Can you show me even one winner in last year’s Benoit Mandelbrot Fractal Art Contest that speaks as satirically and devastatingly on the state of culture as Mansco does in this piece?
Lost Between the Electric Posts by Elizabeth Mansco
Although this image is extremely busy, it feels serene because all its elements work seamlessly together — whether light or dark hues or hard or rounded lines. The background has the texture of fabric, even complete with folds, but comes pockmarked with confusion, with disassociation — black holes, fraying cables, hints of aerial views of urban landscapes. I think we all got our wires crossed somewhere. What gets lost between the electric posts (and cell phone towers) is our ability to truly communicate. We babble and tweet and text and even post to blogs. But what we say and mean gets tangled up in the electrical grid and is soon mislaid inside the abyss of cyberspace.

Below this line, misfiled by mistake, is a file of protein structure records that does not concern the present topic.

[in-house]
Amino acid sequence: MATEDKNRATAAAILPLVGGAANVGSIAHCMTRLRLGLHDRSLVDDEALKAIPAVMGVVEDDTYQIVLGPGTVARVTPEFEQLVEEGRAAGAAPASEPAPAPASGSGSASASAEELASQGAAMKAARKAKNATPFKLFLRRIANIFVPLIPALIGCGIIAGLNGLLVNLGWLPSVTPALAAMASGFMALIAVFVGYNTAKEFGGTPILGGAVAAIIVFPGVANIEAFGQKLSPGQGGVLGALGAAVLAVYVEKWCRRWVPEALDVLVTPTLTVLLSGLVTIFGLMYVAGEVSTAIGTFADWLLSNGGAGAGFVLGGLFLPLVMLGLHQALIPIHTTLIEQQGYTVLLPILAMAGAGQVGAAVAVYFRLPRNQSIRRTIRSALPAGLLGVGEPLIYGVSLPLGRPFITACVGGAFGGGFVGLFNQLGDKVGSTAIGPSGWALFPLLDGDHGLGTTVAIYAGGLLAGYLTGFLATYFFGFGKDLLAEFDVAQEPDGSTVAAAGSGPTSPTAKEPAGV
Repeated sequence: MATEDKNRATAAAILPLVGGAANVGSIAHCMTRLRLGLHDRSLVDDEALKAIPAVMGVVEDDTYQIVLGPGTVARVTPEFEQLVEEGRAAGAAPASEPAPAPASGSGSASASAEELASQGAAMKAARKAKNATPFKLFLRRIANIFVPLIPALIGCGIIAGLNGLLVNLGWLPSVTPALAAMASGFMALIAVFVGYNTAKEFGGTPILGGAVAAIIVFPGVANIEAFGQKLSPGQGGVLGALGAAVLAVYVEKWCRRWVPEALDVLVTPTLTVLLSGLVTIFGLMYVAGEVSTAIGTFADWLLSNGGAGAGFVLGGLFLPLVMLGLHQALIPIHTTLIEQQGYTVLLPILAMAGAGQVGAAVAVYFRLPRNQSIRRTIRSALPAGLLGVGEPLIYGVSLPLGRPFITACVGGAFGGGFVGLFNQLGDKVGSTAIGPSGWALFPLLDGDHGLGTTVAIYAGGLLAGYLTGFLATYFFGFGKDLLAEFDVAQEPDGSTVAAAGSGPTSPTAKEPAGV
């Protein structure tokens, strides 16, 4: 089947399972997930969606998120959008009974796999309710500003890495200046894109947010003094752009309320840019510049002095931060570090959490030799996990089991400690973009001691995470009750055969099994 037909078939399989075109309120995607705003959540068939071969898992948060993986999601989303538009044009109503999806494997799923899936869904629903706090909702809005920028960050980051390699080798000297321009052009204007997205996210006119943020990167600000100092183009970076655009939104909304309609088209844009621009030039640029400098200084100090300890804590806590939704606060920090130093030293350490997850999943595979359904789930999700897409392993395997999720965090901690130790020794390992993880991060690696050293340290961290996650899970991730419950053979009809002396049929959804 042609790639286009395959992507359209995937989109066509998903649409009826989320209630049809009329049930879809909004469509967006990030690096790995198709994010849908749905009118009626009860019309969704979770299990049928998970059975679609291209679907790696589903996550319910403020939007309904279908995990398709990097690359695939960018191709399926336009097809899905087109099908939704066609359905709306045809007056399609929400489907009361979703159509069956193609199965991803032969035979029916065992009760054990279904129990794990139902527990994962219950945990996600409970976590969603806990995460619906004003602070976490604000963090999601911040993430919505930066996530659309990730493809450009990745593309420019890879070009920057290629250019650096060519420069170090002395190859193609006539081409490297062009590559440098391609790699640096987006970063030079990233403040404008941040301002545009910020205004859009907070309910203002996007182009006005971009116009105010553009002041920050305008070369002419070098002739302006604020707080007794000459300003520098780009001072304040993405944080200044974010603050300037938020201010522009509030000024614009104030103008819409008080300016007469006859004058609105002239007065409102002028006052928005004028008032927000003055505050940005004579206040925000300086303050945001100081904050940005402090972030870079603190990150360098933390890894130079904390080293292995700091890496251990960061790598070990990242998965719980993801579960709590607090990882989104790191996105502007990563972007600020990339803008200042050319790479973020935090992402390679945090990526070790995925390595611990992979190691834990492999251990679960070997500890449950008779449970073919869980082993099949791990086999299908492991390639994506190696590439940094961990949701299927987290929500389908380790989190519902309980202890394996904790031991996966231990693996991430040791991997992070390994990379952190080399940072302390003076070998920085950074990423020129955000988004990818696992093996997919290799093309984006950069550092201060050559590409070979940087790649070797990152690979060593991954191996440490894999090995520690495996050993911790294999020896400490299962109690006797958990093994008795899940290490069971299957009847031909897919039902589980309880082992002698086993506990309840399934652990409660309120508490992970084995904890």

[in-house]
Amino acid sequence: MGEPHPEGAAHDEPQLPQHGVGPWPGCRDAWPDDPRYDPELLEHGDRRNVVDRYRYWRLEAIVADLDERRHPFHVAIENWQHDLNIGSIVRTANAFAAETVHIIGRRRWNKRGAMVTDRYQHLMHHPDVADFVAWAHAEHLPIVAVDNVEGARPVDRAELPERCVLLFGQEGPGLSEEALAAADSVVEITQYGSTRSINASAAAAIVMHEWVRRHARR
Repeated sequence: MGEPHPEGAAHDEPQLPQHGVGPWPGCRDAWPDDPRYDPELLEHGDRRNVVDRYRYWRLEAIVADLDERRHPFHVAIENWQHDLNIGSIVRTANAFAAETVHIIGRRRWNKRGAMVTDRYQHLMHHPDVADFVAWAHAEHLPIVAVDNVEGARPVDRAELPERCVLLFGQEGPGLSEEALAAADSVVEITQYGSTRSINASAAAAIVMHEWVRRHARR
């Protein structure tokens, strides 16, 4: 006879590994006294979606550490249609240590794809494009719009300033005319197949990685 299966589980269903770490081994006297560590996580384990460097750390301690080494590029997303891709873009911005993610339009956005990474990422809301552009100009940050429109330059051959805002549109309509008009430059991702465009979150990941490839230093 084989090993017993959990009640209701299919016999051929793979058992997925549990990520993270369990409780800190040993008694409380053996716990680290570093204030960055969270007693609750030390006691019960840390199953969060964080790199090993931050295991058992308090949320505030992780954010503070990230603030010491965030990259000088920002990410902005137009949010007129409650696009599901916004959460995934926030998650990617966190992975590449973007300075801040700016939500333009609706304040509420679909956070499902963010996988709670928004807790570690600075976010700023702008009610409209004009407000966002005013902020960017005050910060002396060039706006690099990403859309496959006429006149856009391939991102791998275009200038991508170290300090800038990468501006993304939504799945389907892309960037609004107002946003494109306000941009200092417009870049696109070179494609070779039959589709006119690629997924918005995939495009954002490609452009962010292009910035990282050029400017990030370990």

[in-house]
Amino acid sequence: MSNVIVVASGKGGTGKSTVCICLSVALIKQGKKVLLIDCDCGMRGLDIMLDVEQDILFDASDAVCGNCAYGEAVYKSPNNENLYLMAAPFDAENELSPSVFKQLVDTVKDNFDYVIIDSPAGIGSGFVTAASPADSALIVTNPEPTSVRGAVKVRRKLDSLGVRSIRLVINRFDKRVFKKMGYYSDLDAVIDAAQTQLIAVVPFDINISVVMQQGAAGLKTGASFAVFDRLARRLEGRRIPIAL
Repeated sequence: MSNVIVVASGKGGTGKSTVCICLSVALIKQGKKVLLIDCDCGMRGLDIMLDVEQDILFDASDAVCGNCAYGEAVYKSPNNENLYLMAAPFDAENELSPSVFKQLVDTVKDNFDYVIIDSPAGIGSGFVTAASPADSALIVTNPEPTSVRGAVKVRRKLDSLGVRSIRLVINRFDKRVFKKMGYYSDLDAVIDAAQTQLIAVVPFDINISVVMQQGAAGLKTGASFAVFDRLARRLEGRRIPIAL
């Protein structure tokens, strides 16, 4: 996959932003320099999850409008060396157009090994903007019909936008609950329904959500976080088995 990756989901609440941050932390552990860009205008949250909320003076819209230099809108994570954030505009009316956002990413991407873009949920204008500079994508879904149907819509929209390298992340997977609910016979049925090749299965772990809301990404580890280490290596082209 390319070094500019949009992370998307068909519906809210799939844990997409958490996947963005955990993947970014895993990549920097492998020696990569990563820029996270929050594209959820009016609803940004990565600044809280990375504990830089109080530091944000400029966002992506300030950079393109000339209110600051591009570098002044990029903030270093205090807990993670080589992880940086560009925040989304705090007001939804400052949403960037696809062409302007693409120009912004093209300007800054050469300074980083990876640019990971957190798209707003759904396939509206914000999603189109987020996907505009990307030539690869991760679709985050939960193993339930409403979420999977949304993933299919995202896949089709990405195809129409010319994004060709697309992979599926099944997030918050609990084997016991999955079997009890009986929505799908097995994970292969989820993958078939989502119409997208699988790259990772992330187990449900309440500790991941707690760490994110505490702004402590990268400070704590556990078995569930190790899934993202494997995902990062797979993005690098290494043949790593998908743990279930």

Tim wrote recently about the travails of excessive watermarking. If I have one complaint with Mansco, it’s that she doesn’t make it easy to view her work. Given its many attractions, I can understand if she has more of a problem with piracy than most fractal artists. Still, so much of her online art is buried under thick protective signatures/titles and disquieting watermarks and heavy-handed copyright symbols. Worst of all, at least in her Renderosity gallery, she’s begun leaving cat tracks and even washing out half of entire images — as in this (what I imagine to be a) stunning piece. I do think there’s a reasonable line between taking cautious steps for copyright protection and deliberately defacing one’s own work. After all, if I go to a museum to see an exhibition by Rodin, I assume the sculptor hasn’t taken a pick-ax to his work before I can get through the gallery door.
Next Time: "But Maybe I Don’t Know Why I Like What I Like." Thoughts on work by Tina Oloyede, Jennifer Stewart, and Maria K. Lemming.